Vere Harmsworth Library

The VHL started experimenting with web 2.0 tools in October 2007, as follows:

News blog (Public)
The blog replaced our static news page on our website back in November 2007. The old news page was cumbersome to maintain (manual archiving, no automatic RSS feed unless maintained separately via OXITEMS), whereas via blogging software it is very quick and easy to post updates.
The blog news feed publishes to Facebook (via an RSS app), Twitter (via Twitterfeed), and our website on the CMS, so everything posted there publishes in multiple locations from only one update. The RSS feed is routed via Feedburner, which tracks statistics on usage and also offers email subscriptions for readers who may not wish to subscribe directly to the RSS feed.
I use the blog as a central point for the VHL's various web presences, both with the feed going out as above, but also pulling things in from other sites. There are widgets on the sidebar for our new accessions (via LibraryThing) and latest delicious bookmarks, as well as a Meebo IM widget and various other links and feeds (eg the Rothermere American Institute newsfeed).
As well as via Feedburner, statistics are gathered from sitemeter.

Resources blog (Public)
I created a dedicated resources blog in December 2010. This blog is intended to focus more on the resources and collections available for US Studies at the VHL, in Oxford and online. There are reciprocal widgets to and from the main VHL blog, but I am currently posting new posts to Facebook and Twitter manually while the blog itself is still new and squeaky round the edges and I'm getting a feel for how best to publicise it and share its content.
The resources blog is intended to supplement and expand upon the online guides on LibGuides, but it's still very much a work in progress and I'm trying out various types of posts to get a feel for what is useful to our readers. I'm hoping it will both be a useful promotional tool for new and existing resources, as well as build up into an archive for future reference.

Blog (Staff)

[Restricted to VHL staff]
We started to use a blog for staff in March 2010 to communicate bits and pieces of information relevant to staff working on the desk, particularly for part time staff who may not overlap much with others. It's an efficient way to pass on information, rather than random notes and emails, but for really vital pieces of information we tend to email anyway (to guarantee everyone sees it), and a lot is still passed on face-to-face. Nevertheless I think the blog has improved our information sharing! It was inspired by similar blogs at the SSL and Education Library, and we started it up after all staff had been blogging as part of 23 Things and therefore felt more comfortable with the idea!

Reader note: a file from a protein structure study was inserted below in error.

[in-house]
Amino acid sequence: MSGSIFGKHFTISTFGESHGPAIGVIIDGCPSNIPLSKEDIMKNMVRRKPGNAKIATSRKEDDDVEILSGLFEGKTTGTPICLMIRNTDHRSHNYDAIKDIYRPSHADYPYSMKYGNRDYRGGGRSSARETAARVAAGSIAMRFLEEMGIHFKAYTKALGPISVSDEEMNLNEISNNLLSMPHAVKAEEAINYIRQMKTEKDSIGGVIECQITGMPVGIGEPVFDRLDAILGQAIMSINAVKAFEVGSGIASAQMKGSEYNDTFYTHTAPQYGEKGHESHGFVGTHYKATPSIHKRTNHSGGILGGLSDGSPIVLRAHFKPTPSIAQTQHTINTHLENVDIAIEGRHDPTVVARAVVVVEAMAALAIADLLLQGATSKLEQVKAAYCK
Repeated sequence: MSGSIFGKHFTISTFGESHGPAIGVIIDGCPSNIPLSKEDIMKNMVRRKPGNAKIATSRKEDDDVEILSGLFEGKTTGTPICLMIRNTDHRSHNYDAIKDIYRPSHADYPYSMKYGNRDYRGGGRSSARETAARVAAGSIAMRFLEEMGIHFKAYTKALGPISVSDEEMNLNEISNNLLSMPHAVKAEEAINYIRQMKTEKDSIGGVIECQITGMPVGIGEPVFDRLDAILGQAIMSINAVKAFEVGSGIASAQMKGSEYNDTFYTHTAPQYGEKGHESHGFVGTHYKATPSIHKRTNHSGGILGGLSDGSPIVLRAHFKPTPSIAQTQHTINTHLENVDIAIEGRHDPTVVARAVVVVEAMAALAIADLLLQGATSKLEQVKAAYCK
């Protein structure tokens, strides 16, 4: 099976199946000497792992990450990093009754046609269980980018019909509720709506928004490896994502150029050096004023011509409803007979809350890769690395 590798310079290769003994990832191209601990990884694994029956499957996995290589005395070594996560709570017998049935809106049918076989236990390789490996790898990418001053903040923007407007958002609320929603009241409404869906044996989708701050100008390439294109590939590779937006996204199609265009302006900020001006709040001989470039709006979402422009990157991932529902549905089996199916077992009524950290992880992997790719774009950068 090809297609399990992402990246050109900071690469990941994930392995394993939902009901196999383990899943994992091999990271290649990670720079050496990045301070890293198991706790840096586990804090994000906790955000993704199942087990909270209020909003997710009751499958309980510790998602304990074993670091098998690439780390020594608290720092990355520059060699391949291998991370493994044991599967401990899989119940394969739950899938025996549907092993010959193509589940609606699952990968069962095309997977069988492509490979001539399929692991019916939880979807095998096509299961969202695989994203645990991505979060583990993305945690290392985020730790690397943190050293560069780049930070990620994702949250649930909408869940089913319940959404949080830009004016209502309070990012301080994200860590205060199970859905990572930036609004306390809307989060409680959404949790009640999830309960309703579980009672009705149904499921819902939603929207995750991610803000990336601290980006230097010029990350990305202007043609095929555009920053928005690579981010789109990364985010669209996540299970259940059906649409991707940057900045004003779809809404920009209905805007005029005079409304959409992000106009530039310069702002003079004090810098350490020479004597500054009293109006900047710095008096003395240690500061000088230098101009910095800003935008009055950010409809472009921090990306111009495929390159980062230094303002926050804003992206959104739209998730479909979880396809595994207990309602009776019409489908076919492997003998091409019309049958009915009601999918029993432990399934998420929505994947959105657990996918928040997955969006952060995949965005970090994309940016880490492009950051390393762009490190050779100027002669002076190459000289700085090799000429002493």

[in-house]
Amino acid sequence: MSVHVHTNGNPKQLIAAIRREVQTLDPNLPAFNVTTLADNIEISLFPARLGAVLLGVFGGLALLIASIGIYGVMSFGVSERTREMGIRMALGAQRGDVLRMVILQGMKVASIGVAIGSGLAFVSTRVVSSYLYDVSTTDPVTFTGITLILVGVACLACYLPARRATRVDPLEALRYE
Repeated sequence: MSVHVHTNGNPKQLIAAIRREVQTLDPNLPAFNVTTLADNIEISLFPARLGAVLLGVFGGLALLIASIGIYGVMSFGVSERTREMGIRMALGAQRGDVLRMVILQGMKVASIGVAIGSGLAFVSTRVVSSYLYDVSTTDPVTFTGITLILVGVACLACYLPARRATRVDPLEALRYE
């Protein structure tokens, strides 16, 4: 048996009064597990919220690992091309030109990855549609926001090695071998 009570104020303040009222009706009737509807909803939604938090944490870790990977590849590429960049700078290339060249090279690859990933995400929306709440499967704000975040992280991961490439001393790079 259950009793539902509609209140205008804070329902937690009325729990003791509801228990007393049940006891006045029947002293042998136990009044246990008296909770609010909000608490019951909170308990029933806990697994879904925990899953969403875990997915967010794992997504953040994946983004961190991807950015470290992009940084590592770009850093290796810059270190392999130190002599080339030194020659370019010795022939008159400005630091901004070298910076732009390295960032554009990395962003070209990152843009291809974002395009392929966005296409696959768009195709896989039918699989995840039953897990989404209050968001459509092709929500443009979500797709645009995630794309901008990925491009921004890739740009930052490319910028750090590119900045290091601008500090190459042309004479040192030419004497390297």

We originally set up a group, which had an initial flurry of interest (and joinings) but then stagnated somewhat, with very little contribution from its members. In January 2008, after the pages facility was introduced, I set up a page for the VHL instead. Our fan numbers have grown very steadily and we now have around 100. Our blog news feed is imported to the page - originally via the Notes application, but for some reason that became unreliable and so now I use an app called RSS Graffiti. We also have tabs on the page for readers to search SOLO directly and to view our new accessions via the LibraryThing app. Facebook provides page owners with a lot of useful statistics, including a weekly email that shows we get looked at a lot (generally 300+ views per week). We get very little interaction back from users, but I always make sure to check the page once a day in case. I think it is increasingly expected that libraries and organisations will be on Facebook, and it provides a way for our news and information to go to our readers for very little effort on my part! We rarely post status updates, instead mostly just using it as another place to publish our blog newsfeed, but I do update the status directly if there's something immediate and minor that wouldn't merit a blog post but is useful to publicise.

I set up a Twitter account for the VHL in April 2009. It is primarily used like our Facebook page, as another place to publish our news via our blog newsfeed, which autoposts to Twitter via Twitterfeed. However we also use it for immediate newsflashes (eg, wireless is down, the photocopier's broken etc) and minor bits of news that wouldn't merit a whole post on the blog. I also follow a variety of other libraries and organisations relevant to US studies via the library Twitter, and retweet things of interest. Our number of Twitter followers has grown steadily and we now have over 100.